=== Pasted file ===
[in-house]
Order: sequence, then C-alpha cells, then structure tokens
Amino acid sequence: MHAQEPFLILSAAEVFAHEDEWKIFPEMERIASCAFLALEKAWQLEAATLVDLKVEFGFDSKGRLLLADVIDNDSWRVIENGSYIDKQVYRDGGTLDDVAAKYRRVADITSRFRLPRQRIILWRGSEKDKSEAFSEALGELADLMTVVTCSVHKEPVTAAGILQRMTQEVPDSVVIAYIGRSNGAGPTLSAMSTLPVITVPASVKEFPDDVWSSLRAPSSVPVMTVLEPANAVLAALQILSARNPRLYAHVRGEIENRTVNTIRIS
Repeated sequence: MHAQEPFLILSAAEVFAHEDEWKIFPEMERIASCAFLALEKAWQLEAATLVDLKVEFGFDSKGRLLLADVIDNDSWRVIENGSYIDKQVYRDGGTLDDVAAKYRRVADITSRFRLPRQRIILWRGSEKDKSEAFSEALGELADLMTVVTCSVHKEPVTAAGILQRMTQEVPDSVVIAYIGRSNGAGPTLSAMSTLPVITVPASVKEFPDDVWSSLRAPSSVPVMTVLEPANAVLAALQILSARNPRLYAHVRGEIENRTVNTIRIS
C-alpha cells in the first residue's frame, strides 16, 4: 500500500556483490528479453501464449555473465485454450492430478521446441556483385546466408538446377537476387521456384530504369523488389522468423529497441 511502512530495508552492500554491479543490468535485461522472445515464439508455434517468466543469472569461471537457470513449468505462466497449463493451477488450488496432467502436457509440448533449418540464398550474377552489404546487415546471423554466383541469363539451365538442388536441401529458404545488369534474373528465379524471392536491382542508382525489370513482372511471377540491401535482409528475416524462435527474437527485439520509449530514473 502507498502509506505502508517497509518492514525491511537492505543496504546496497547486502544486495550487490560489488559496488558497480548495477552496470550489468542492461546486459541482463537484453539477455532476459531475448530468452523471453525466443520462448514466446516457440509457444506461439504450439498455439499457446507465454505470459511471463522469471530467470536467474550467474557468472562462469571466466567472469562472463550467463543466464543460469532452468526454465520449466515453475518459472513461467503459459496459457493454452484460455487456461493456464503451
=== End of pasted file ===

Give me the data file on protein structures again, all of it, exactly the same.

[in-house]
Order: sequence, then C-alpha cells, then structure tokens
Amino acid sequence: MHAQEPFLILSAAEVFAHEDEWKIFPEMERIASCAFLALEKAWQLEAATLVDLKVEFGFDSKGRLLLADVIDNDSWRVIENGSYIDKQVYRDGGTLDDVAAKYRRVADITSRFRLPRQRIILWRGSEKDKSEAFSEALGELADLMTVVTCSVHKEPVTAAGILQRMTQEVPDSVVIAYIGRSNGAGPTLSAMSTLPVITVPASVKEFPDDVWSSLRAPSSVPVMTVLEPANAVLAALQILSARNPRLYAHVRGEIENRTVNTIRIS
Repeated sequence: MHAQEPFLILSAAEVFAHEDEWKIFPEMERIASCAFLALEKAWQLEAATLVDLKVEFGFDSKGRLLLADVIDNDSWRVIENGSYIDKQVYRDGGTLDDVAAKYRRVADITSRFRLPRQRIILWRGSEKDKSEAFSEALGELADLMTVVTCSVHKEPVTAAGILQRMTQEVPDSVVIAYIGRSNGAGPTLSAMSTLPVITVPASVKEFPDDVWSSLRAPSSVPVMTVLEPANAVLAALQILSARNPRLYAHVRGEIENRTVNTIRIS
C-alpha cells in the first residue's frame, strides 16, 4: 500500500556483490528479453501464449555473465485454450492430478521446441556483385546466408538446377537476387521456384530504369523488389522468423529497441 511502512530495508552492500554491479543490468535485461522472445515464439508455434517468466543469472569461471537457470513449468505462466497449463493451477488450488496432467502436457509440448533449418540464398550474377552489404546487415546471423554466383541469363539451365538442388536441401529458404545488369534474373528465379524471392536491382542508382525489370513482372511471377540491401535482409528475416524462435527474437527485439520509449530514473 502507498502509506505502508517497509518492514525491511537492505543496504546496497547486502544486495550487490560489488559496488558497480548495477552496470550489468542492461546486459541482463537484453539477455532476459531475448530468452523471453525466443520462448514466446516457440509457444506461439504450439498455439499457446507465454505470459511471463522469471530467470536467474550467474557468472562462469571466466567472469562472463550467463543466464543460469532452468526454465520449466515453475518459472513461467503459459496459457493454452484460455487456461493456464503451